“It not only makes you a better Soldier, because of these hard tasks we get,” Douei said. “It will also make you a better human being, because every time you come into hard things in your life, as long as you don’t give up and keep going, eventually you will have a day where you see the reason of all that pain.”

One of the challenges tested competitors’ ability to lead a team as they patrolled a mock village and encountered simulations of improvised explosive devices, direct fire and casualties. They had to provide life saving medical aid, call in tactical combat casualty care, treat immediate wounds and accompany the notionally injured onto a helicopter.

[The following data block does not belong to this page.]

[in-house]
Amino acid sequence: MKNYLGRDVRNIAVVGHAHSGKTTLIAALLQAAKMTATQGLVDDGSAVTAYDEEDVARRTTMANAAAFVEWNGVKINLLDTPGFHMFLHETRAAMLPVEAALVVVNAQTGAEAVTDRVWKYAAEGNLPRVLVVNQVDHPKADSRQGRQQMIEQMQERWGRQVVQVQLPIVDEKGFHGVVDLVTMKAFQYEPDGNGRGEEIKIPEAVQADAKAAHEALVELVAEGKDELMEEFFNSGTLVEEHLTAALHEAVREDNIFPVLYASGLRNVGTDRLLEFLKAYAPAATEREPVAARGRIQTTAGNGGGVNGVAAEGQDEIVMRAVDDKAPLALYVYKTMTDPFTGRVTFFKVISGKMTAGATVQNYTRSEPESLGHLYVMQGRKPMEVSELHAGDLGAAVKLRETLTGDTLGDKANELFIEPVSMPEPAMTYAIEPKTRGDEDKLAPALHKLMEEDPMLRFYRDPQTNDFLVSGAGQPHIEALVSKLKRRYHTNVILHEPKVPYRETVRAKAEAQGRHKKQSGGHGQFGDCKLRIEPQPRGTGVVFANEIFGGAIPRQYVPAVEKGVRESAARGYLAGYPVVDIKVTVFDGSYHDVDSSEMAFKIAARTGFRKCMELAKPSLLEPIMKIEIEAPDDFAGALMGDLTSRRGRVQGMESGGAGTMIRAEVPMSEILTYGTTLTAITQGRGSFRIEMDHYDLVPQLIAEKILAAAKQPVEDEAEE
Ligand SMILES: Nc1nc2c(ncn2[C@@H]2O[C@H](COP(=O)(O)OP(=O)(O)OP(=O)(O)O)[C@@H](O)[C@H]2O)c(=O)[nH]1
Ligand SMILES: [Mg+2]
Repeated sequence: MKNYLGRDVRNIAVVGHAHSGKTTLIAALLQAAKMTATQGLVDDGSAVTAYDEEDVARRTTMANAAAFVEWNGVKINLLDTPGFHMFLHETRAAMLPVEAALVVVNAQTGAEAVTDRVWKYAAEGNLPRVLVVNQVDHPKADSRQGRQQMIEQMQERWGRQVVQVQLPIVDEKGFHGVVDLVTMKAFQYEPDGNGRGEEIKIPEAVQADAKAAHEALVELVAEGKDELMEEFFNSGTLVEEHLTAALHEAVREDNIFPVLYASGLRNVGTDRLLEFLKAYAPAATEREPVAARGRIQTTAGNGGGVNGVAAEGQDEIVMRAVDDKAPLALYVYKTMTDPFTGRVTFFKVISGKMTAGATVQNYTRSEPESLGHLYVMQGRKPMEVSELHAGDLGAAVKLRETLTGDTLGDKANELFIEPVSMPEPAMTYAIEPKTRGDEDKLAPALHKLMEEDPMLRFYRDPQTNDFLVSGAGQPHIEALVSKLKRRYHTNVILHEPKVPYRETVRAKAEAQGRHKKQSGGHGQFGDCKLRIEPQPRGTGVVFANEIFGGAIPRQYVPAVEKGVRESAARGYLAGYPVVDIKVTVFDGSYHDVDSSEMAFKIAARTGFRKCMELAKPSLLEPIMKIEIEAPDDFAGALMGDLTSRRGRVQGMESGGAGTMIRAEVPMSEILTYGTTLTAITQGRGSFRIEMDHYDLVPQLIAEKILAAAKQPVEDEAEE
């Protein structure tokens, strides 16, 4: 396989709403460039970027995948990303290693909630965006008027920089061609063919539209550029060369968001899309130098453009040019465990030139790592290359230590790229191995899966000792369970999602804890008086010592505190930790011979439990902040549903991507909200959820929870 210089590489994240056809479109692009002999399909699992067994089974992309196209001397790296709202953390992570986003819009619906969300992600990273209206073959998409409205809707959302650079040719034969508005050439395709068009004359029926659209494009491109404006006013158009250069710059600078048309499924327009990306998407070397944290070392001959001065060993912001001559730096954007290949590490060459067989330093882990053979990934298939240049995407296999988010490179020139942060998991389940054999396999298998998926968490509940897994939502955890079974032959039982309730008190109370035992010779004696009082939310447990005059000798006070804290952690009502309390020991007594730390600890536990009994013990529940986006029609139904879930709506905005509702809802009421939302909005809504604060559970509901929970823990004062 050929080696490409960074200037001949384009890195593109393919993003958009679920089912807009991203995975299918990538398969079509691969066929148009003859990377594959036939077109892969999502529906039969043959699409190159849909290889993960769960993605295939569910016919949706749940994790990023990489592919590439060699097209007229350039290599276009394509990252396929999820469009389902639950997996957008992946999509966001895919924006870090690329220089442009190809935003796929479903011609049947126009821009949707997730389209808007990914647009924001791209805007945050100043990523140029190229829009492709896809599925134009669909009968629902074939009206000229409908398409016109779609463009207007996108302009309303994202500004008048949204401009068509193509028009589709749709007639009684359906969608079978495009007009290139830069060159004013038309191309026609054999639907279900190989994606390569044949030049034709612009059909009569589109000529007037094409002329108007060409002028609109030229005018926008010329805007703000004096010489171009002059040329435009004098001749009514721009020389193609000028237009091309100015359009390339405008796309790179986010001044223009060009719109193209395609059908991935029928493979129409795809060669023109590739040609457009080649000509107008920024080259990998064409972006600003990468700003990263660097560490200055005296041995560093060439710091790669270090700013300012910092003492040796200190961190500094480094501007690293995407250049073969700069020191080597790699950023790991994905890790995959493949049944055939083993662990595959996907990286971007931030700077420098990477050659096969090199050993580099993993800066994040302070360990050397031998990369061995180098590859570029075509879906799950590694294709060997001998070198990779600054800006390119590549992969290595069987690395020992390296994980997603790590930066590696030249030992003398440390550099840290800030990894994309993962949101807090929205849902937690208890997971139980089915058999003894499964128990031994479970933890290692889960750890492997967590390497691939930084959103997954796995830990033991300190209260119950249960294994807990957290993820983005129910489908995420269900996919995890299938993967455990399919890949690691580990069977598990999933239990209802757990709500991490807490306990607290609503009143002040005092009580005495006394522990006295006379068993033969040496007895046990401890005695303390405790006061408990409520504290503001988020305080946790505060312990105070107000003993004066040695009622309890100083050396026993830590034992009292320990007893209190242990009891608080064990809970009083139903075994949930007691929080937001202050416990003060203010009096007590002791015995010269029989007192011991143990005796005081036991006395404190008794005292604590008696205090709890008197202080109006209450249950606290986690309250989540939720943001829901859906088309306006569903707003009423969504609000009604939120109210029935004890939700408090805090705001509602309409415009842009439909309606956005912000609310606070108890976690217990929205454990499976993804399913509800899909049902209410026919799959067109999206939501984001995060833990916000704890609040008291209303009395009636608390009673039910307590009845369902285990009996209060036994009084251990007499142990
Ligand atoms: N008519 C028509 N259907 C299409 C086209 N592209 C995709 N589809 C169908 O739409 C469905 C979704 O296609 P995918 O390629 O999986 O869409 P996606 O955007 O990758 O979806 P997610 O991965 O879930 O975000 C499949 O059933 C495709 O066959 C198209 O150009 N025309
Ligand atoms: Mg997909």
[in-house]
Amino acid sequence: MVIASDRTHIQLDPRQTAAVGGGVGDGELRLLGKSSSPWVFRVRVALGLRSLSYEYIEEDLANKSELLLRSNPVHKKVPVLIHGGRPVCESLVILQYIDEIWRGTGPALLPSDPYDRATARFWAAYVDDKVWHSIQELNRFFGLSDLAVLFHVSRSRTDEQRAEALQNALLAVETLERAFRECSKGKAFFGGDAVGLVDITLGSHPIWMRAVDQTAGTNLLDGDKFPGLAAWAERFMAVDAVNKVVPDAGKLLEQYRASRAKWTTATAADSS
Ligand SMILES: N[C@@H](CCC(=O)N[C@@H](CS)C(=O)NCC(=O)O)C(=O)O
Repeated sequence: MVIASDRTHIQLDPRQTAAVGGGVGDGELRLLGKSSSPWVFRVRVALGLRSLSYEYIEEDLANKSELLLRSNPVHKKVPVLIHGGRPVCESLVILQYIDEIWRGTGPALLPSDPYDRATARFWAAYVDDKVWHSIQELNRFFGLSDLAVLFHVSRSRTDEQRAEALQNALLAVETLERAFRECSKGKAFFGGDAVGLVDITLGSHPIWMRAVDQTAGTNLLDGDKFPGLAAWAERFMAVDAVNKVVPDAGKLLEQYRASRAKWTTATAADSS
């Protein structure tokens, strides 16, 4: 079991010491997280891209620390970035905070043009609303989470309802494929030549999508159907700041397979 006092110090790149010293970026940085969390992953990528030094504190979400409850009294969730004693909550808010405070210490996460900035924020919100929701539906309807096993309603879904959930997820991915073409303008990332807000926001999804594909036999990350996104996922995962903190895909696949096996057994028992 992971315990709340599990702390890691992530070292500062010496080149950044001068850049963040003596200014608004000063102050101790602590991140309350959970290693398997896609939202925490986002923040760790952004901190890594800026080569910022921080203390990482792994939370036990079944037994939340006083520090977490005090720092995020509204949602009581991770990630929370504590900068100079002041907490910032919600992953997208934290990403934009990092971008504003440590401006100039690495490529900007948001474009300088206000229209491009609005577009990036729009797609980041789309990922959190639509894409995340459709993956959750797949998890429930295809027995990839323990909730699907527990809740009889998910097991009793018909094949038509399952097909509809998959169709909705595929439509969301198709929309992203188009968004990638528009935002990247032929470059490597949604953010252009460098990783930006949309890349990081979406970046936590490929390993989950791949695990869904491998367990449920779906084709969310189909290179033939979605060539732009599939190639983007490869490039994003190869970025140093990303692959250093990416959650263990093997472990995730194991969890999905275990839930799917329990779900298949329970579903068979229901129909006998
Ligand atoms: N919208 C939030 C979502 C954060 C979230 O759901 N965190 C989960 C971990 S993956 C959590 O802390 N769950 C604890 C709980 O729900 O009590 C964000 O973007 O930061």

The scenarios simulate what Soldiers may experience in combat.

“They went out there, they trained hard, they were pushed and they were stressed,” said Col. Patrick T. Birchfield, BACH commander. “It really challenged them. They ate it up and they were hungry for more.”

Douei said this year’s contest was more difficult than the one he lost last year.

“It was four days and all of the four days felt like that one day we had to go through last year,” he said. “It was four times as physically demanding and it was back-to-back. I thought it was painful last year but this year, we did [almost] everything you can possibly do in the Army.”

Douei, a West Africa native, moved to the United States in 2014 to pursue his education in business before joining the Army two years ago. He earned his citizenship while serving in the Army and said he loves his job. Douei draws inspiration from his parents, who traveled to the United States to attend the ceremony when he was named BACH Soldier of the Quarter.